Mean time between failures (MTBF) is the predicted elapsed time between inherent failures of a mechanical or electronic system during normal system operation. MTBF can be calculated as the arithmetic mean (average) time between failures of a system. The term is used for repairable systems while mean time to failure (MTTF) denotes the expected time to failure for a non-repairable system.[1]

The definition of MTBF depends on the definition of what is considered a failure. For complex, repairable systems, failures are considered to be those out of design conditions which place the system out of service and into a state for repair. Failures which occur that can be left or maintained in an unrepaired condition, and do not place the system out of service, are not considered failures under this definition.[2] In addition, units that are taken down for routine scheduled maintenance or inventory control are not considered within the definition of failure.[3] The higher the MTBF, the longer a system is likely to work before failing.

Overview

Mean time between failures (MTBF) describes the expected time between two failures for a repairable system. For example, three identical systems starting to function properly at time 0 are working until all of them fail. The first system fails after 100 hours, the second after 120 hours and the third after 130 hours. The MTBF of the systems is the average of the three failure times, which is 116.667 hours. If the systems were non-repairable, then their MTTF would be 116.667 hours.

In general, MTBF is the "up-time" between two failure states of a repairable system during operation as outlined here:

For each observation, the "down time" is the instantaneous time it went down, which is after (i.e. greater than) the moment it went up, the "up time". The difference ("down time" minus "up time") is the amount of time it was operating between these two events.

By referring to the figure above, the MTBF of a component is the sum of the lengths of the operational periods divided by the number of observed failures:

${\displaystyle {\text{MTBF))={\frac {\sum {({\text{start of downtime))-{\text{start of uptime))))){\text{number of failures))}.}$

In a similar manner, mean down time (MDT) can be defined as

${\displaystyle {\text{MDT))={\frac {\sum {({\text{start of uptime))-{\text{start of downtime))))){\text{number of failures))}.}$

Mathematical description

The MTBF is the expected value of the random variable ${\displaystyle T}$ indicating the time until failure. Thus, it can be written as[4]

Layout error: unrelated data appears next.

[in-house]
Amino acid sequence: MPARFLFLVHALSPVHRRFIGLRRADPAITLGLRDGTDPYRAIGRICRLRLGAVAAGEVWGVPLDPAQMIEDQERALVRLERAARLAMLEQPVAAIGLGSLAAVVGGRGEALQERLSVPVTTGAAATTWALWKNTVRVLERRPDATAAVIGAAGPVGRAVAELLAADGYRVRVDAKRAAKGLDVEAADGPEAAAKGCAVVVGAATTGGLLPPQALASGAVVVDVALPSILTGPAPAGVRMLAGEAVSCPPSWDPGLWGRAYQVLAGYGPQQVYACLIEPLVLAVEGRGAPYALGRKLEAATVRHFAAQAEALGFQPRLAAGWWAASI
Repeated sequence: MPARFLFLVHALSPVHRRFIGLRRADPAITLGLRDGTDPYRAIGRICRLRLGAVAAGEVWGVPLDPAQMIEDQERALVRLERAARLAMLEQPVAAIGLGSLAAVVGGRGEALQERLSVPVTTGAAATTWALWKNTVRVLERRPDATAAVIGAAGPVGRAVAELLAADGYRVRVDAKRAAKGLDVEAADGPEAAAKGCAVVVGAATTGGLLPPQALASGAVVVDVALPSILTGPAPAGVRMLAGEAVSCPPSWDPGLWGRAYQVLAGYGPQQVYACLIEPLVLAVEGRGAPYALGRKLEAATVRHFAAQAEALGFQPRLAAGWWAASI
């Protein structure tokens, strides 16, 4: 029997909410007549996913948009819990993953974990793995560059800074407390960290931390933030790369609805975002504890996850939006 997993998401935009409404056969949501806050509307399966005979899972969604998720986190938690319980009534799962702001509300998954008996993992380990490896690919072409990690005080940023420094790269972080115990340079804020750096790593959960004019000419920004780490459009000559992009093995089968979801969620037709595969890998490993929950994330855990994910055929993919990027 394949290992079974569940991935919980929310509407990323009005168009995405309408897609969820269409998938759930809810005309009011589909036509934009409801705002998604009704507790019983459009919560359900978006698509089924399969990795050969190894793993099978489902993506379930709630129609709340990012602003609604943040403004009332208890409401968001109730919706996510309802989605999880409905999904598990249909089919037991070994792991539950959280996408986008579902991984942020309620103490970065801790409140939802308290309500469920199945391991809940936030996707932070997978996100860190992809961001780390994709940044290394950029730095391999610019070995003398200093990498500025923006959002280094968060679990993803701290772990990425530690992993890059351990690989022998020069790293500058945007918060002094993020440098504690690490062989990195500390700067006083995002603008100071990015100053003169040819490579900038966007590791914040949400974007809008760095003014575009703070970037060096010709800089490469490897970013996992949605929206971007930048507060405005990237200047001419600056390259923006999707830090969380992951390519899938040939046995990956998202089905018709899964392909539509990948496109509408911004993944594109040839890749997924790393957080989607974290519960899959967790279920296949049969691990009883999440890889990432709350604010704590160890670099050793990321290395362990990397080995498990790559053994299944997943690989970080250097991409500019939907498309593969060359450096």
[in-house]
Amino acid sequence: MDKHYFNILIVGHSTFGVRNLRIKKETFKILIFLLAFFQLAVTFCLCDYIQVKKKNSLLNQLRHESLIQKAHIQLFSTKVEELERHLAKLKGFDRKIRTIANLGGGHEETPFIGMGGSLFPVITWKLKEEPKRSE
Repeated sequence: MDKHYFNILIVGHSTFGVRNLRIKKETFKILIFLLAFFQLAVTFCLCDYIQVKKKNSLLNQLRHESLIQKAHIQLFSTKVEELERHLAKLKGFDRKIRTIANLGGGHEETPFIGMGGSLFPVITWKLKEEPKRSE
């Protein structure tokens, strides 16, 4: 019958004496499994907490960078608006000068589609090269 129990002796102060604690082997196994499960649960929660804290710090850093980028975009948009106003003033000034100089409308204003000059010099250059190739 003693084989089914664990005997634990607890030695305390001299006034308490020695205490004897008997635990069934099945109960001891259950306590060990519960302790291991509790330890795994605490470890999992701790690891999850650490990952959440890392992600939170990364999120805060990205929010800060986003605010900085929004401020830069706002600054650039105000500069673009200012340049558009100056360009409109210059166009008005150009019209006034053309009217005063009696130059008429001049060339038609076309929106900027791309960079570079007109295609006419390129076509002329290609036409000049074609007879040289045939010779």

${\displaystyle {\text{MTBF))=\mathbb {E} \{T\}=\int _{0}^{\infty }tf_{T}(t)\,dt}$

where ${\displaystyle f_{T}(t)}$ is the probability density function of ${\displaystyle T}$. Equivalently, the MTBF can be expressed in terms of the reliability function ${\displaystyle R_{T}(t)}$ as

${\displaystyle {\text{MTBF))=\int _{0}^{\infty }R(t)\,dt}$.

The MTBF and ${\displaystyle T}$ have units of time (e.g., hours).

Any practically-relevant calculation of the MTBF assumes that the system is working within its "useful life period", which is characterized by a relatively constant failure rate (the middle part of the "bathtub curve") when only random failures are occurring.[1] In other words, it is assumed that the system has survived initial setup stresses and has not yet approached its expected end of life, both of which often increase the failure rate.

Assuming a constant failure rate ${\displaystyle \lambda }$ implies that ${\displaystyle T}$ has an exponential distribution with parameter ${\displaystyle \lambda }$. Since the MTBF is the expected value of ${\displaystyle T}$, it is given by the reciprocal of the failure rate of the system,[1][4]

${\displaystyle {\text{MTBF))={\frac {1}{\lambda ))}$.

Once the MTBF of a system is known, and assuming a constant failure rate, the probability that any one particular system will be operational for a given duration can be inferred[1] from the reliability function of the exponential distribution, ${\displaystyle R_{T}(t)=e^{-\lambda t))$. In particular, the probability that a particular system will survive to its MTBF is ${\displaystyle 1/e}$, or about 37% (i.e., it will fail earlier with probability 63%).[5]

Application

The MTBF value can be used as a system reliability parameter or to compare different systems or designs. This value should only be understood conditionally as the “mean lifetime” (an average value), and not as a quantitative identity between working and failed units.[1]

Since MTBF can be expressed as “average life (expectancy)”, many engineers assume that 50% of items will have failed by time t = MTBF. This inaccuracy can lead to bad design decisions. Furthermore, probabilistic failure prediction based on MTBF implies the total absence of systematic failures (i.e., a constant failure rate with only intrinsic, random failures), which is not easy to verify.[4] Assuming no systematic errors, the probability the system survives during a duration, T, is calculated as exp^(-T/MTBF). Hence the probability a system fails during a duration T, is given by 1 - exp^(-T/MTBF).

MTBF value prediction is an important element in the development of products. Reliability engineers and design engineers often use reliability software to calculate a product's MTBF according to various methods and standards (MIL-HDBK-217F, Telcordia SR332, Siemens SN 29500, FIDES, UTE 80-810 (RDF2000), etc.). The Mil-HDBK-217 reliability calculator manual in combination with RelCalc software (or other comparable tool) enables MTBF reliability rates to be predicted based on design.